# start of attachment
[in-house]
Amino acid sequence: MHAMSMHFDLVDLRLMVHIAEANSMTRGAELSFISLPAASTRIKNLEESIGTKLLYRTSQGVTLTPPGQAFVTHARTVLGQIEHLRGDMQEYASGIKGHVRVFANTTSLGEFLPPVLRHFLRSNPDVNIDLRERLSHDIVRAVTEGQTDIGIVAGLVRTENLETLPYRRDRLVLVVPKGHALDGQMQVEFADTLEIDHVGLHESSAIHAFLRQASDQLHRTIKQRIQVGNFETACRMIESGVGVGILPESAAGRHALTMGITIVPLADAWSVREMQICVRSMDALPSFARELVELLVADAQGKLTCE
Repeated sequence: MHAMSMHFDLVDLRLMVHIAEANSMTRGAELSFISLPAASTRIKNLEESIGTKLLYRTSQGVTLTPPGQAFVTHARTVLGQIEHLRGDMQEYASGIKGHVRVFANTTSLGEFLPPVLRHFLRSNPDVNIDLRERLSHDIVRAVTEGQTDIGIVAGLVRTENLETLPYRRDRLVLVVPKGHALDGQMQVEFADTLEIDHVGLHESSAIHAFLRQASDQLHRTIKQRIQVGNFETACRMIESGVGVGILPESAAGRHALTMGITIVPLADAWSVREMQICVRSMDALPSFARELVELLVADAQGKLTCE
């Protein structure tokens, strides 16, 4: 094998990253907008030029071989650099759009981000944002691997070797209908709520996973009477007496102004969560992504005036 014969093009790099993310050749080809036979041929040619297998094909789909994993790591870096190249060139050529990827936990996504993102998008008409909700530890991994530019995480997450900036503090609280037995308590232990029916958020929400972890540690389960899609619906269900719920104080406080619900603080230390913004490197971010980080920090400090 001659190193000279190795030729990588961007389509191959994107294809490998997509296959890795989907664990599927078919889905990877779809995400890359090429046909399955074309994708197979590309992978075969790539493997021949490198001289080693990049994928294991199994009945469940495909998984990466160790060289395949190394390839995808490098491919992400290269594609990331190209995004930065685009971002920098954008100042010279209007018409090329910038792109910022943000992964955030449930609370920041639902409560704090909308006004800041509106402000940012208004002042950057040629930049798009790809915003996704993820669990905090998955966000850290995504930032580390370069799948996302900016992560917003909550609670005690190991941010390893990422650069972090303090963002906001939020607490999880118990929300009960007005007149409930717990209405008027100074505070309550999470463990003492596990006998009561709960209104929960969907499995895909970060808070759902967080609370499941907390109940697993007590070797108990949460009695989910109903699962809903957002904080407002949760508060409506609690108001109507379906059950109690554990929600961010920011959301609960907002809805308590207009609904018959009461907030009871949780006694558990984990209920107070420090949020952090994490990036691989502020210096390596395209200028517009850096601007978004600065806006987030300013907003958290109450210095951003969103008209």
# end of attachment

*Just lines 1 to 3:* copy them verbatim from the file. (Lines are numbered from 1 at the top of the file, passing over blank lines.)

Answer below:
[in-house]
Amino acid sequence: MHAMSMHFDLVDLRLMVHIAEANSMTRGAELSFISLPAASTRIKNLEESIGTKLLYRTSQGVTLTPPGQAFVTHARTVLGQIEHLRGDMQEYASGIKGHVRVFANTTSLGEFLPPVLRHFLRSNPDVNIDLRERLSHDIVRAVTEGQTDIGIVAGLVRTENLETLPYRRDRLVLVVPKGHALDGQMQVEFADTLEIDHVGLHESSAIHAFLRQASDQLHRTIKQRIQVGNFETACRMIESGVGVGILPESAAGRHALTMGITIVPLADAWSVREMQICVRSMDALPSFARELVELLVADAQGKLTCE
Repeated sequence: MHAMSMHFDLVDLRLMVHIAEANSMTRGAELSFISLPAASTRIKNLEESIGTKLLYRTSQGVTLTPPGQAFVTHARTVLGQIEHLRGDMQEYASGIKGHVRVFANTTSLGEFLPPVLRHFLRSNPDVNIDLRERLSHDIVRAVTEGQTDIGIVAGLVRTENLETLPYRRDRLVLVVPKGHALDGQMQVEFADTLEIDHVGLHESSAIHAFLRQASDQLHRTIKQRIQVGNFETACRMIESGVGVGILPESAAGRHALTMGITIVPLADAWSVREMQICVRSMDALPSFARELVELLVADAQGKLTCE